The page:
Ways Out of the Working Capital Trap: Empowering Self-Financing Growth Through Modern Supply Management

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Springer Science & Business Media, Apr 1, 2011 - Business & Economics - 94 pages

Especially in times of an economic boom following a crisis, companies have to deal with the phenomenon of the "working capital trap," which signifies a company's increasing need for financial liquidity in times of hindered access to debt capital, caused by the increasingly restrictive credit approval processes of financial institutions. As a consequence of cost savings, this situation is often reinforced by a low level of inventory.

This book takes up the problem and shows ways of escaping the "trap" by identifying and strengthening in-house financing potential. First, different operating ratios will be introduced. These refer to the amount of capital committed to the flow of goods and to the amount of in-house financing possible. Subsequently, methods for consolidating in-house financing that are affected by procurement processes will be presented from the company's and the supply chain's perspective.

From a company's perspective, the methods for consolidating the amount of in-house financing over the following topics: The Management of Payment Terms, Inventory Management and Product Group and Supplier Management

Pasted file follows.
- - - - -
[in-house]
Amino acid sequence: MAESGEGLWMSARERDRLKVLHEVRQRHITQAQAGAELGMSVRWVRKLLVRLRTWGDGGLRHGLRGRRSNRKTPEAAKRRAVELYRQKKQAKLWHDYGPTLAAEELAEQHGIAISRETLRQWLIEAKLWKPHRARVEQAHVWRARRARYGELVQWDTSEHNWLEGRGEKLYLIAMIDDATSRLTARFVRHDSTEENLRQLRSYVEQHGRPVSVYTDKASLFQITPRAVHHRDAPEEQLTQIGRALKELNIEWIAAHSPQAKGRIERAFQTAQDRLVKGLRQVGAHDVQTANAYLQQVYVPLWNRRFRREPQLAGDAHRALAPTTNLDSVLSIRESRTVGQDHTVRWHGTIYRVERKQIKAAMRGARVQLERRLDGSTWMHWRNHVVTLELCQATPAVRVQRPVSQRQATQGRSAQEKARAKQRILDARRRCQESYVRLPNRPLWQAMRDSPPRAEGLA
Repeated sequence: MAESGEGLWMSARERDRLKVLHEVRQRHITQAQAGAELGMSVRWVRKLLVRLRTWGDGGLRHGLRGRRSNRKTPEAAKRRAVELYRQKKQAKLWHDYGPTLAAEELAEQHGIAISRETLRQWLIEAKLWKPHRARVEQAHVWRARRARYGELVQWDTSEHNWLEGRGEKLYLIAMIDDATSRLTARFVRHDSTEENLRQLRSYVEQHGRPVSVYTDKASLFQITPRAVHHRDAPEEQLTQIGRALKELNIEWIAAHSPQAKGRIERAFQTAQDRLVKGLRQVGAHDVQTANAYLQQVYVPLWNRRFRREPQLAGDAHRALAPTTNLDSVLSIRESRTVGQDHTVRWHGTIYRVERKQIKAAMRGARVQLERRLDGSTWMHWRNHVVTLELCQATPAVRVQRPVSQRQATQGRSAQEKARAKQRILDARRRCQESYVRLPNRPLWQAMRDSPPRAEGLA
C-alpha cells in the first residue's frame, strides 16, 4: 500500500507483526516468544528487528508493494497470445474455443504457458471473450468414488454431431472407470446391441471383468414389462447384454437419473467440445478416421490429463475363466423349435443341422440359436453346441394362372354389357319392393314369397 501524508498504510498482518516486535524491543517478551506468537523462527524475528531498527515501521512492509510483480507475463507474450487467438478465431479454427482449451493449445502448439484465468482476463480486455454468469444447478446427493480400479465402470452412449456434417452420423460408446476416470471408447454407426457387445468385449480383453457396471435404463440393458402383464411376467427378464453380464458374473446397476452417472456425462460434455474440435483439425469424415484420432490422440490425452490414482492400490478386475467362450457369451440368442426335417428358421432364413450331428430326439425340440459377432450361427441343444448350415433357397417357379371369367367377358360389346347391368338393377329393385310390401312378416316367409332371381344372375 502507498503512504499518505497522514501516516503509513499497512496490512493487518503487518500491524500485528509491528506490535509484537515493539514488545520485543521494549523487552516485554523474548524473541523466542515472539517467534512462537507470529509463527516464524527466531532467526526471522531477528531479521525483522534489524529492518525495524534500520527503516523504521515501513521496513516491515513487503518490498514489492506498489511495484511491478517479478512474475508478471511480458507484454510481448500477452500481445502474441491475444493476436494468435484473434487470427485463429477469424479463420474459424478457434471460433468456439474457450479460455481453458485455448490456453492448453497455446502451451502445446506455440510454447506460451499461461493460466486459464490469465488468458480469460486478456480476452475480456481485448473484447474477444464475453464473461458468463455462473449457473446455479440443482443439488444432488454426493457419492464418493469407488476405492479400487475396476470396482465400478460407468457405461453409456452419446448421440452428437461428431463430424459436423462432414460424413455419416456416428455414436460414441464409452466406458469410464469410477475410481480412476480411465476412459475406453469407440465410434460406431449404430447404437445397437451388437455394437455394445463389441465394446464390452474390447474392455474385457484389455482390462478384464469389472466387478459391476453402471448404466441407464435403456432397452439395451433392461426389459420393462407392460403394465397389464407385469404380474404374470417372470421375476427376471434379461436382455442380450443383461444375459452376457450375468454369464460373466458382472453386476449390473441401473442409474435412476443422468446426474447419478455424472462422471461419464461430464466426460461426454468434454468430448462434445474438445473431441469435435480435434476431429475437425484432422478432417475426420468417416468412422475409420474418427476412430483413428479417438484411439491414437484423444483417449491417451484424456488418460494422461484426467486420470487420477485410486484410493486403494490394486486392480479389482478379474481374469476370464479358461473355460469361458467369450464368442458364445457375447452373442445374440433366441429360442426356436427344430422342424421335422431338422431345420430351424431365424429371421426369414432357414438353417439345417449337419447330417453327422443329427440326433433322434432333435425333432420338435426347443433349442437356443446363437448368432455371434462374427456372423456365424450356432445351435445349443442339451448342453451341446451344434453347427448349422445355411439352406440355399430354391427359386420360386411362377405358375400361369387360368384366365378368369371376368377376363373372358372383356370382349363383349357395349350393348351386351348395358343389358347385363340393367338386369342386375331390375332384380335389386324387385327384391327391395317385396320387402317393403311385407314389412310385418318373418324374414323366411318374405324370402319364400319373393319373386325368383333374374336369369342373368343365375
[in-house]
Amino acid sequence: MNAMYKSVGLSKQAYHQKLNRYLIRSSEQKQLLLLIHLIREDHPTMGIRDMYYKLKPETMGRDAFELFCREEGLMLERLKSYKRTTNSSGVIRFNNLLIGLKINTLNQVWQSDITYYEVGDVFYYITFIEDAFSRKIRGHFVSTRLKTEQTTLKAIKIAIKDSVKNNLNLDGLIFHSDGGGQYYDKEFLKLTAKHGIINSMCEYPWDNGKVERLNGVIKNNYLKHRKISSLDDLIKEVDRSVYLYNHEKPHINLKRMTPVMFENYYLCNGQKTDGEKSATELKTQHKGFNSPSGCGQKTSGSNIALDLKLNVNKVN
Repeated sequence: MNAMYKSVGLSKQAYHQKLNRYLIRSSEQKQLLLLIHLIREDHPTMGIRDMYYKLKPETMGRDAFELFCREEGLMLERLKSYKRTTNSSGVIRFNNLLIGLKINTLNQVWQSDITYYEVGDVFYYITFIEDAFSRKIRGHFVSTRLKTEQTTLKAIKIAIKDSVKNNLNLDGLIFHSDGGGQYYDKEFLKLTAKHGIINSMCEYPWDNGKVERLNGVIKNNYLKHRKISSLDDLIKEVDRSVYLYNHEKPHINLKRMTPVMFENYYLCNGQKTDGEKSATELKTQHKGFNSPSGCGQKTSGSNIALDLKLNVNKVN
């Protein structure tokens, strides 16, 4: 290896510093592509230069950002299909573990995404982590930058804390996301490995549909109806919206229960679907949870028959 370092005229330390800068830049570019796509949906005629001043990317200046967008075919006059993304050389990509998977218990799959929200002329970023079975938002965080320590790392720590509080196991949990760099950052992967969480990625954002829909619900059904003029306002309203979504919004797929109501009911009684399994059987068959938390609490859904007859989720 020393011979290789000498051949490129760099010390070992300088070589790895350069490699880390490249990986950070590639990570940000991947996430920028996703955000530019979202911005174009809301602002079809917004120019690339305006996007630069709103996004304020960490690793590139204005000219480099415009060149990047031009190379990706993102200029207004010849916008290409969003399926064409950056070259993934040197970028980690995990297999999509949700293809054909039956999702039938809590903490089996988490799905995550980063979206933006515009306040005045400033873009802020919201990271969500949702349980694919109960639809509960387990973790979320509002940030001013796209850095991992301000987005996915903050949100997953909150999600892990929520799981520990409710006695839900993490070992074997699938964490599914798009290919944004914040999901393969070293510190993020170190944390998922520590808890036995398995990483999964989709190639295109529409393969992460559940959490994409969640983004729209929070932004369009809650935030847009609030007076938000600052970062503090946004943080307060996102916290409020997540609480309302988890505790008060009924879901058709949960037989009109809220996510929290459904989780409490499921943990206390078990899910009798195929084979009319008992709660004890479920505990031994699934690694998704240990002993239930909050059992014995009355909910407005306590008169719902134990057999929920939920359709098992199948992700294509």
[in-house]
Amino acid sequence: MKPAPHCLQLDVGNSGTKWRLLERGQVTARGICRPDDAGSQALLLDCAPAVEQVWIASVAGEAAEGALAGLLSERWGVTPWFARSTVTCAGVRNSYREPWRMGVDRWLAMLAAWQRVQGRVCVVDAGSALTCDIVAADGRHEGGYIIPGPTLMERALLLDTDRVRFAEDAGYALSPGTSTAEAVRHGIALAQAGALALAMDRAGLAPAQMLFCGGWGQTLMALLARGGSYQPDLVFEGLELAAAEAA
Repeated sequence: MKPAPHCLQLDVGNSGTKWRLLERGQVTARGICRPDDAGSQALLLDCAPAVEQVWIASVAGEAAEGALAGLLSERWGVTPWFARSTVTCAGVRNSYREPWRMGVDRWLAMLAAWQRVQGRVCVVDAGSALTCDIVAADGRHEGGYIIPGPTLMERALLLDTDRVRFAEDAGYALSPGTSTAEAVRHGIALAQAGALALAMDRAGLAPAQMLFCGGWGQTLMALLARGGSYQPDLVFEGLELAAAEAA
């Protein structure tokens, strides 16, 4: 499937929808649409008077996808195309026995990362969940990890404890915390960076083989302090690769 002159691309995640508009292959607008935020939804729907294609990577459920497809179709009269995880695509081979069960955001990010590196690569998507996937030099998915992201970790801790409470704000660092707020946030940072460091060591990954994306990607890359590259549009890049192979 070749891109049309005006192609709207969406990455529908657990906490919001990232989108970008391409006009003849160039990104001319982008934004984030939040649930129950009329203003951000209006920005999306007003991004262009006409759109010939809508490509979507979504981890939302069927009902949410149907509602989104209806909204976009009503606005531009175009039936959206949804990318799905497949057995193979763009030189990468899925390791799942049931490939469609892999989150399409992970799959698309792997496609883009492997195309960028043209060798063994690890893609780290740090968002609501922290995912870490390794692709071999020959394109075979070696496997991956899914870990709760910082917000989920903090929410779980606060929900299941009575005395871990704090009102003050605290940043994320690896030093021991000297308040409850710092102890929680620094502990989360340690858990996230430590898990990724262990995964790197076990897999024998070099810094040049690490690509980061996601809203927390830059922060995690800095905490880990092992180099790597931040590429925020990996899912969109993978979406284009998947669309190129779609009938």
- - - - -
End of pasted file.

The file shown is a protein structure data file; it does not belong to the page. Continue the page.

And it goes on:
From the supply chain's perspective, the following methods for extending the possible amount of in-house financing will be discussed: Finance-Oriented Supply Chain Sourcing, Supply Chain-Oriented Supplier Financing, Collaborative Cash-to-Cash Management, Collaborative Cash Pooling and Netting, Supply Chain Financing Platforms.

The conceptual models will be clarified using a practical example from the automobile industry. Finally, the "Procurement Value Added" (PVAŠ) approach will be presented, a concept that measures the contribution of procurement to the company's success.


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From Financial and Economic Crisis to Working Capital Trap
2 Determination of the Internal Financing Power of Corporate Growth via the SelfFinanceable Growth Rate
3 Strengthening Internal Financing Power Using CashtoCash Cycle Optimization
4 Measures for Strengthening Internal Financing Power from a Corporate Viewpoint
5 Measures for Strengthening Internal Financing Power from a Supply Chain Viewpoint
Increasing Internal Financing Power of a Supplier in the Automotive Industry
7 Measuring Procurement Contribution to Corporate Performance using the Procurement Value Added
8 Conclusion

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About the author (2011)

The authors of this series are researchers of the University of St.Gallen, scientists of other leading international research centers with the focus on procurement and supply chain management, consultants of Kerkhoff Consulting and practitioners. As a result of the frequent formation of mixed teams, consisting of authors with theoretical and practical background, a close link between these disciplines occurs.

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